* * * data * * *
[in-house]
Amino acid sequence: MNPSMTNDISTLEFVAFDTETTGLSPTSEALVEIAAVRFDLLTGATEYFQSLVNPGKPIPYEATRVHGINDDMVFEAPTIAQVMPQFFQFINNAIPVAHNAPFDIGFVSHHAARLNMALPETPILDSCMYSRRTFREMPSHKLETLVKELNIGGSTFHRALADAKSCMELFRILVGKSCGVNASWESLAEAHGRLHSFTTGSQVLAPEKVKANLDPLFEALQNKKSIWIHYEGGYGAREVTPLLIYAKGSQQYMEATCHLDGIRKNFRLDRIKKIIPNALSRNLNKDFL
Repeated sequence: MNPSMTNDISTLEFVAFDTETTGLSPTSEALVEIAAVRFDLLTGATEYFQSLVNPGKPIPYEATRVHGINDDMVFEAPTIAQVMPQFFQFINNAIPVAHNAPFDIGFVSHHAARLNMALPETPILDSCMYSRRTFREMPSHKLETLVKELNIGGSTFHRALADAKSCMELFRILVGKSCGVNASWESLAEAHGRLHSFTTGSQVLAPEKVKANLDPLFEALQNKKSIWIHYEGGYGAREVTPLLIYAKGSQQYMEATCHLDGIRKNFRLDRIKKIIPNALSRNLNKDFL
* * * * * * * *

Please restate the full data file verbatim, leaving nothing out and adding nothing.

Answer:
[in-house]
Amino acid sequence: MNPSMTNDISTLEFVAFDTETTGLSPTSEALVEIAAVRFDLLTGATEYFQSLVNPGKPIPYEATRVHGINDDMVFEAPTIAQVMPQFFQFINNAIPVAHNAPFDIGFVSHHAARLNMALPETPILDSCMYSRRTFREMPSHKLETLVKELNIGGSTFHRALADAKSCMELFRILVGKSCGVNASWESLAEAHGRLHSFTTGSQVLAPEKVKANLDPLFEALQNKKSIWIHYEGGYGAREVTPLLIYAKGSQQYMEATCHLDGIRKNFRLDRIKKIIPNALSRNLNKDFL
Repeated sequence: MNPSMTNDISTLEFVAFDTETTGLSPTSEALVEIAAVRFDLLTGATEYFQSLVNPGKPIPYEATRVHGINDDMVFEAPTIAQVMPQFFQFINNAIPVAHNAPFDIGFVSHHAARLNMALPETPILDSCMYSRRTFREMPSHKLETLVKELNIGGSTFHRALADAKSCMELFRILVGKSCGVNASWESLAEAHGRLHSFTTGSQVLAPEKVKANLDPLFEALQNKKSIWIHYEGGYGAREVTPLLIYAKGSQQYMEATCHLDGIRKNFRLDRIKKIIPNALSRNLNKDFL